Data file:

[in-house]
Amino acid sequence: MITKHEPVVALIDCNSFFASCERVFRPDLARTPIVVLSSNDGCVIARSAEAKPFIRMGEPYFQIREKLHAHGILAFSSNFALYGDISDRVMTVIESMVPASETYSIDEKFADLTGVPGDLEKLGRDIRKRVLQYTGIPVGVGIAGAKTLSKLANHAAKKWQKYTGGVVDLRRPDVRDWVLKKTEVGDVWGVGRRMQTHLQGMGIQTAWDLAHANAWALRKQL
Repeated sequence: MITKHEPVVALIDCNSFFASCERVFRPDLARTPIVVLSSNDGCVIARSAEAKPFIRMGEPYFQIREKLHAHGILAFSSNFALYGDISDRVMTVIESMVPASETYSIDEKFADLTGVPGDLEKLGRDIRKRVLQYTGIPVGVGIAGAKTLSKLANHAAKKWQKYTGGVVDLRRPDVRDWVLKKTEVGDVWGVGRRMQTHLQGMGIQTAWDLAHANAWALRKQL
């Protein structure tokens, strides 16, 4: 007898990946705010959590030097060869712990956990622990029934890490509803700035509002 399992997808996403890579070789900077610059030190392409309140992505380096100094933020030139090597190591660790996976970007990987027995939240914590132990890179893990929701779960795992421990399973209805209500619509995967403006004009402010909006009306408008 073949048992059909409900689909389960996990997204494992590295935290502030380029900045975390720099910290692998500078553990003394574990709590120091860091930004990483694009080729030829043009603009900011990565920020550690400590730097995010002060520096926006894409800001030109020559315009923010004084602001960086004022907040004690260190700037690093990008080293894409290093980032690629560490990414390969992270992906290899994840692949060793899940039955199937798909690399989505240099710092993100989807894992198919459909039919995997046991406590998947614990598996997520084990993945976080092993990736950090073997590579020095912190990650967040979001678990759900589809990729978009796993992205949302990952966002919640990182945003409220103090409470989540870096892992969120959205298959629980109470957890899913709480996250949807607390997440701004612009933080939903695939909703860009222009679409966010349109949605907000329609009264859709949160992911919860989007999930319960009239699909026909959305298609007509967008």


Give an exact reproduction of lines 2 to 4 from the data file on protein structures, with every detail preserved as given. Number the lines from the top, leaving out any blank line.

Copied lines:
Amino acid sequence: MITKHEPVVALIDCNSFFASCERVFRPDLARTPIVVLSSNDGCVIARSAEAKPFIRMGEPYFQIREKLHAHGILAFSSNFALYGDISDRVMTVIESMVPASETYSIDEKFADLTGVPGDLEKLGRDIRKRVLQYTGIPVGVGIAGAKTLSKLANHAAKKWQKYTGGVVDLRRPDVRDWVLKKTEVGDVWGVGRRMQTHLQGMGIQTAWDLAHANAWALRKQL
Repeated sequence: MITKHEPVVALIDCNSFFASCERVFRPDLARTPIVVLSSNDGCVIARSAEAKPFIRMGEPYFQIREKLHAHGILAFSSNFALYGDISDRVMTVIESMVPASETYSIDEKFADLTGVPGDLEKLGRDIRKRVLQYTGIPVGVGIAGAKTLSKLANHAAKKWQKYTGGVVDLRRPDVRDWVLKKTEVGDVWGVGRRMQTHLQGMGIQTAWDLAHANAWALRKQL
């Protein structure tokens, strides 16, 4: 007898990946705010959590030097060869712990956990622990029934890490509803700035509002 399992997808996403890579070789900077610059030190392409309140992505380096100094933020030139090597190591660790996976970007990987027995939240914590132990890179893990929701779960795992421990399973209805209500619509995967403006004009402010909006009306408008 073949048992059909409900689909389960996990997204494992590295935290502030380029900045975390720099910290692998500078553990003394574990709590120091860091930004990483694009080729030829043009603009900011990565920020550690400590730097995010002060520096926006894409800001030109020559315009923010004084602001960086004022907040004690260190700037690093990008080293894409290093980032690629560490990414390969992270992906290899994840692949060793899940039955199937798909690399989505240099710092993100989807894992198919459909039919995997046991406590998947614990598996997520084990993945976080092993990736950090073997590579020095912190990650967040979001678990759900589809990729978009796993992205949302990952966002919640990182945003409220103090409470989540870096892992969120959205298959629980109470957890899913709480996250949807607390997440701004612009933080939903695939909703860009222009679409966010349109949605907000329609009264859709949160992911919860989007999930319960009239699909026909959305298609007509967008």